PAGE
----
Free Markets, Free People

Audacity, thy name is Mexico

When it comes to illegal immigration, I continue to wonder who is in charge of our policy.

Yesterday, under increased pressure to enforce the federal immigration laws of the United States, President Obama ordered 1,200 National Guard troops to the border.

Then, as now, the troop deployment was fueled by heightened concerns about lawlessness — then it was illegal immigration, now it is drug traffickers — as well as political maneuvering in Washington to lay the groundwork for an effort to change immigration policy. But the issue remains bitterly contentious, with increasing pressure on Obama and lawmakers from both Latino supporters and conservative activists


Of course, this comes after giving Mexico’s hypocrite-in-chief, Filepe Calderon, a platform to defame and denigrate Arizona’s effort to stop the flood of predominantly Mexican illegals from pouring over the border.

In the wake of Obama’s decision concerning the deployment of the troops (which I’m sure, given Obama’s earlier joint comments on the subject, came as a surprise to Calderon), the Mexican Embassy in Washington DC issued a statement which said, in part:

Regarding the Administration’s decision to send 1,200 National Guard servicemen to the US Southern border, the Government of Mexico trusts that this decision will help to channel additional US resources to enhance efforts to prevent the illegal flows of weapons and bulk cash into Mexico, which provide organized crime with its firepower and its ability to corrupt.

Additionally, the Government of Mexico expects that National Guard personnel will strengthen US operations in the fight against transnational organized crime that operates on both sides of our common border and that it will not, in accordance to its legal obligations, conduct activities directly linked to the enforcement of immigration laws.

Because, you know, if it is aimed a the enforcement of immigration laws, and you are successful in securing the border and enforcing your laws, Mexico might actually have to do something to address the problems that see our citizens seeking work in another country.

Can’t wait to hear our reply, can you?



12 Responses to Audacity, thy name is Mexico

  • “Can’t wait to hear our reply, can you?”

    >>>> Would “shut up and mow my lawn” be an inappropriate response?

  • Well, I’m just glad that well-trained, totally non-racist National Guard troops (from… where?) will be taking over from those nasty raaaaaaacist AZ police officers.  As we all know, troops are ALWAYS better at policing than police officers.  AND they are totally NOT raaaaaaacist.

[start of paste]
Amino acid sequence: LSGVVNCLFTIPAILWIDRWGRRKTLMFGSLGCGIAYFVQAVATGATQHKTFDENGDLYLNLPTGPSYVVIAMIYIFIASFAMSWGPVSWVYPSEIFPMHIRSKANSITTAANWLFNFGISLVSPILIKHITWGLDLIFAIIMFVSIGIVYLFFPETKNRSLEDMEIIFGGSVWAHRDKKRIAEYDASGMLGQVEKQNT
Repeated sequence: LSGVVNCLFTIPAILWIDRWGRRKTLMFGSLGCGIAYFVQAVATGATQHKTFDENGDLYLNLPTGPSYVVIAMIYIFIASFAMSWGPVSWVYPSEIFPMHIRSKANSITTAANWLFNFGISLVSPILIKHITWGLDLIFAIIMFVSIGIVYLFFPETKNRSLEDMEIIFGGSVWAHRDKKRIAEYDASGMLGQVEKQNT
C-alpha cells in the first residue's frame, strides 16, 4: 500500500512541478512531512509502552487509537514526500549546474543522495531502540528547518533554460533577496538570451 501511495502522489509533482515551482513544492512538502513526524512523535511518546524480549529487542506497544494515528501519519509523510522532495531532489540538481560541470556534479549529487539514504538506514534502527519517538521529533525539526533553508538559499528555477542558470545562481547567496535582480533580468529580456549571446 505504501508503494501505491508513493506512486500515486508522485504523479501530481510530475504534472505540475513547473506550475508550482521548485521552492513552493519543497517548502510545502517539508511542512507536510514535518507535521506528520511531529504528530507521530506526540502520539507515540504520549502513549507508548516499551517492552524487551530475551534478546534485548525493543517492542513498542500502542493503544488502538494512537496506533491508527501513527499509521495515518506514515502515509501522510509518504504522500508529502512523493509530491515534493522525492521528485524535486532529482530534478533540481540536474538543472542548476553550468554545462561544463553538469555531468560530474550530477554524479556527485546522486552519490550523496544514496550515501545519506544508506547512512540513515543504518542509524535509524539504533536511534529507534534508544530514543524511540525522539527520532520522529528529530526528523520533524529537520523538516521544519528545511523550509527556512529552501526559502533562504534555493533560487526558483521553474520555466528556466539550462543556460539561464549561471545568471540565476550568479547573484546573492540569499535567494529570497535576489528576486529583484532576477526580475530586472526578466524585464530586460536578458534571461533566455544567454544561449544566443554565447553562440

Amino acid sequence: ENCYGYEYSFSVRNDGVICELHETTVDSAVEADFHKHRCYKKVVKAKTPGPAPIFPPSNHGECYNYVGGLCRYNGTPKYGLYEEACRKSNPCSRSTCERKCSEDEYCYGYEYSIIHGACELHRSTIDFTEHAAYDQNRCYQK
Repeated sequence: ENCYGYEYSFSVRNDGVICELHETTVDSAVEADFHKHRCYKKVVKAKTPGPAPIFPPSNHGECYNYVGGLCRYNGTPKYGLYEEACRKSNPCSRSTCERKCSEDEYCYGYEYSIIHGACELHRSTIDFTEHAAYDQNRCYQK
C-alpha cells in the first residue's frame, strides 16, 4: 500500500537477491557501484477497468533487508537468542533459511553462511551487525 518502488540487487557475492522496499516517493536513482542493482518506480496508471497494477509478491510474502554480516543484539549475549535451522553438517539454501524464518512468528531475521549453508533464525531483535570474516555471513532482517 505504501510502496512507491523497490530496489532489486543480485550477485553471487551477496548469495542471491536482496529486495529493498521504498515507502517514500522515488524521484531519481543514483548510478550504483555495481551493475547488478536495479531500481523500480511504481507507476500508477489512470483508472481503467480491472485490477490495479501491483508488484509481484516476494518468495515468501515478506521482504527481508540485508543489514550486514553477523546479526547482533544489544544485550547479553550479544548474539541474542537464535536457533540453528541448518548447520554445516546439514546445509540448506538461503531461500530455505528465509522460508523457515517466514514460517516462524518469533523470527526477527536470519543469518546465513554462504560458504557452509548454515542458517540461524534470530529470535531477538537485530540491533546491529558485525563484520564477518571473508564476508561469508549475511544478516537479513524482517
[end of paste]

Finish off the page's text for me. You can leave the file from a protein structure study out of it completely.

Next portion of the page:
/ sarc

    This is proof of two things:

    1.  Despite the continuing democrat propaganda aimed at AZ, Imeme realizes that he’s losing the PR battle.  Big time

    2.  Imeme is getting ready for another push on “comprehensive immigration reform” (aka the “Creating Millions of New Democrat Voters Act of 2010”)

    Bush tried the same sort of foolishness: make some weak, transparently phony efforts at border control to establish his creds as a tough guy who was serious – SERIOUS, I say! – about stopping the flow of illegals, then pitch amnesty.  “See!  I won’t let any more in!  I’m tough!  Why, I’ve even sent troops!  You can see how tough I am!  But – gosh darnit! – we’ve just got all these other folks here, and they’ve got roots down.  Yessir, they are all hard-working, God-fearing people with families.  Lovable little ninos, you know?  It’d be just plain mean to round them up and send them back to Mexico.  Expensive, too.  So, I’ll promise (cross my heart!) to enforce the border from now on if you’ll agree to let these good folks get on a path to becoming American citizens.”


    As for Calderon, I am about as concerned about what HE wants as I am about what Chavez, Mugabe, Jennifer Granholm, or any other leader of a third-world sh*thole wants.

  • Legal Obligations?  Doesn’t the Mexican government have some of those to fulfill at home?

  • the Government of Mexico trusts that this decision will help to channel additional US resources to enhance efforts to prevent the illegal flows of weapons and bulk cash into Mexico, which provide organized crime with its firepower and its ability to corrupt.

    And, on cue, Felipe trots out this dis-proven canard in a vain attempt to blame someone else for his country’s problems.  I guess the era of the brave gaucho south-of-the-border is really over.

    • Well, he’s messing with one of the best blame-shifters I’ve ever seen in politics, so Calderone better bring his “A” game.

  • So does this mean that our new border guards can defend themselves? I mean, if there’s one thing militaries are good at (especially American ones), it’s shootin’ things.

  • I would assume that a border secure enough to stop people would be secure enough to stop people carrying drugs, money, or weapons.

    • In Calderon’s world that may not connect.  The idea that you actually have to be able to stop people from moving in order to stop the drugs, money and weapons may not have occurred to him.  At least, that is what I have to conclude based on his rhetoric.

      • No, no…  For Calderon, this is all about maintaining the remittances that illegal workers send back, keeping his economy afloat, and keeping a major fraction of his population OUT of the country and away from forcing reforms in the culture and economy of Mexico.

  • As Hugh Hewitt pointed out, 1200 guardsmen, working 8 hour shifts, is 400 people under OPTIMAL circumstances.  That ain’t spit.
    Somewhat off-topic, but I thought you guys might enjoy this on how the Deemocrat police chiefs are playing the fear card in response to the Arizona-style laws.